AS BOAT OWNERS, we all know that even when we’re not using our boats, they still cost us money. Slip fees, insurance, and maintenance don’t stop just because our boats are sitting at he dock. At the same time, there are lots of people who aren’t ready to invest in a boat, but who still want to get out on the
water. To bridge these two boating groups, a new concept called peer-to-peer
(P2P) boat rental has emerged. Let’s take a look at how it works, and what to
consider before you jump in.
For a few years now, people with underused assets, such as cars, bicycles, rooms, and
even entire houses, have been connecting via P2P websites to others who want to rent them
for a few hours, a day, or a week. Companies such as Airbnb, which allow people to rent out
unused rooms on a daily basis, have been around for a few years, and the concept has now
migrated to boats. With P2P rental, boat owners can collect some money on days their boats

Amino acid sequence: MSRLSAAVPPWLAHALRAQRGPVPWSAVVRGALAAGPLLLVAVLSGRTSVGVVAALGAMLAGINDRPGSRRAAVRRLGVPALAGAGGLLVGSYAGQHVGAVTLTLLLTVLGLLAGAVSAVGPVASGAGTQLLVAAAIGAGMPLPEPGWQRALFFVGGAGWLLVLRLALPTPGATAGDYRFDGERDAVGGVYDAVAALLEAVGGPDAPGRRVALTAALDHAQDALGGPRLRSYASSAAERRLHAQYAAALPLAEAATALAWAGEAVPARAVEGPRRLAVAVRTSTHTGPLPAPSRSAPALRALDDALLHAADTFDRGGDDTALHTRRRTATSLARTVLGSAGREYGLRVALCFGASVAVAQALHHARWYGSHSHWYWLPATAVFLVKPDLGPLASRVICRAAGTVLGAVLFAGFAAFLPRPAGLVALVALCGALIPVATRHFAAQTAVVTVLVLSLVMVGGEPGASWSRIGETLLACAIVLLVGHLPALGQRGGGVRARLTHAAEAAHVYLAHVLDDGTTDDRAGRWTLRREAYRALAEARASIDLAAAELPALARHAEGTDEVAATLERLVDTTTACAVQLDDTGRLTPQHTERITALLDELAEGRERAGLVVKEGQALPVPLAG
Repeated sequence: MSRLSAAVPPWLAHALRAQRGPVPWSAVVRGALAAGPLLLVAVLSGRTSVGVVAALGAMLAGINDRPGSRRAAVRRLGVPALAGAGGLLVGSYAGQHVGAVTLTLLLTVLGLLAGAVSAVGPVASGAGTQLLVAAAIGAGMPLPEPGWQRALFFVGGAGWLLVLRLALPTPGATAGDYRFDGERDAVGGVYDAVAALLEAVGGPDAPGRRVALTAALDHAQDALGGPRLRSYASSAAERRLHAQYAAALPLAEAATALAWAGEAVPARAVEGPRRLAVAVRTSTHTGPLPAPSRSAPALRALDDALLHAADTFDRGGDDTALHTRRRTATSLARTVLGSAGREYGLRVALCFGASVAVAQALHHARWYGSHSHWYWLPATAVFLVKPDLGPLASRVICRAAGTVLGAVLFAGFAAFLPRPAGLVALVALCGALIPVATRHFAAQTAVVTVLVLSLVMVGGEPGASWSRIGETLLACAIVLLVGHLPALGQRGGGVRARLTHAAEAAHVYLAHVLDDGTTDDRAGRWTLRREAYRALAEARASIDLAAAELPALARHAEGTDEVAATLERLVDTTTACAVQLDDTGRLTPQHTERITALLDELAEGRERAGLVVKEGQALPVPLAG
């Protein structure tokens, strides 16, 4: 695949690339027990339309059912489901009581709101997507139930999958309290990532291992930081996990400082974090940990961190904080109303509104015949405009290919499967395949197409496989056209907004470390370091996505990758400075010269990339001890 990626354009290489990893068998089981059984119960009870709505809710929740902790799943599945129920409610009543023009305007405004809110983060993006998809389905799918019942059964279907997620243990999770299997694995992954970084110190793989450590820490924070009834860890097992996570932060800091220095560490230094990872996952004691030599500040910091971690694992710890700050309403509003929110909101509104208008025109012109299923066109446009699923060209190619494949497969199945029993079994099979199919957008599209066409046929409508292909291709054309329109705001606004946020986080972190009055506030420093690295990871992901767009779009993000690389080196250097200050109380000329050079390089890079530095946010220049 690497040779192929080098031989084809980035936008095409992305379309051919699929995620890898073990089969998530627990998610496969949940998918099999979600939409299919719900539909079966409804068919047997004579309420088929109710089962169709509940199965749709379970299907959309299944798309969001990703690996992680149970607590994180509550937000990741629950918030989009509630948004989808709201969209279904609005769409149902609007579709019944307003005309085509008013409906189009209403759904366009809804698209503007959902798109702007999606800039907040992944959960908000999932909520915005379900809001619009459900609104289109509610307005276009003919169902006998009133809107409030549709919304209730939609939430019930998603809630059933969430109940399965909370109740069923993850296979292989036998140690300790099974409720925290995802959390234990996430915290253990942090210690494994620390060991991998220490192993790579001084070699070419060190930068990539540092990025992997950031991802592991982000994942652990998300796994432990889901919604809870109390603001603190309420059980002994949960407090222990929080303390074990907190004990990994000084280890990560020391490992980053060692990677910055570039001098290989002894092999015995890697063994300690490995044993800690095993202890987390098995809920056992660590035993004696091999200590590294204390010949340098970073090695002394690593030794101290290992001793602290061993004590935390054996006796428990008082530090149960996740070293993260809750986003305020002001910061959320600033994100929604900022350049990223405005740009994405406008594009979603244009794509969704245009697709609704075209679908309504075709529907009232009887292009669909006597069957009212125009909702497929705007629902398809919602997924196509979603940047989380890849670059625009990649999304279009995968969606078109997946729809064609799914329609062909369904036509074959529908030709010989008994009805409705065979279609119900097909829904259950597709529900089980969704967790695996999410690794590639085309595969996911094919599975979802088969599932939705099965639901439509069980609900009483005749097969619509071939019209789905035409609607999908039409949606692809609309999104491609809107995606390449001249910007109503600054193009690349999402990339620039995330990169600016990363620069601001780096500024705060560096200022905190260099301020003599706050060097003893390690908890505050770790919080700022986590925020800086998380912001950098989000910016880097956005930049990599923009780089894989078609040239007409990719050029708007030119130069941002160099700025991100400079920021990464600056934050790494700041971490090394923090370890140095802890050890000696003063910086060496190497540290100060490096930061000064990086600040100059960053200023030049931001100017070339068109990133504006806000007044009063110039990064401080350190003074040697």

would otherwise sit at the dock or on the trailer. Non-boat owners can get on the water when
IS PEER-TO-PEER BOATING FOR YOU?
The happiest days in the life of a boat owner might be the day you buy it and …
the day you rent it out?
they want, and let someone else handle the
costs of ownership. Vacationers can rent
boats far from their normal cruising area,
opening up new waters to explore.
One advantage for those looking to buy
a boat is that it’s possible to rent a model
you’re considering buying so that you can
get a whole day’s use to evaluate it. Often
P2P boats are fully loaded, unlike many
traditional rentals, which normally are pretty
basic in order to sustain daily use. If you’re
interested in fishing, for example, P2P owners will often rent their boats fully rigged.
Is it possible to make money renting
out your boat this way? Maybe. According
to Aaron Hall, founder of the P2P website
Boatbound, you can often pay for your
PROTECTION BoatU.S. HAS YOUR BACK BY CHARLES FORT
If you want the joy of
boating without owning
one, peer-to-peer rental
may be for you.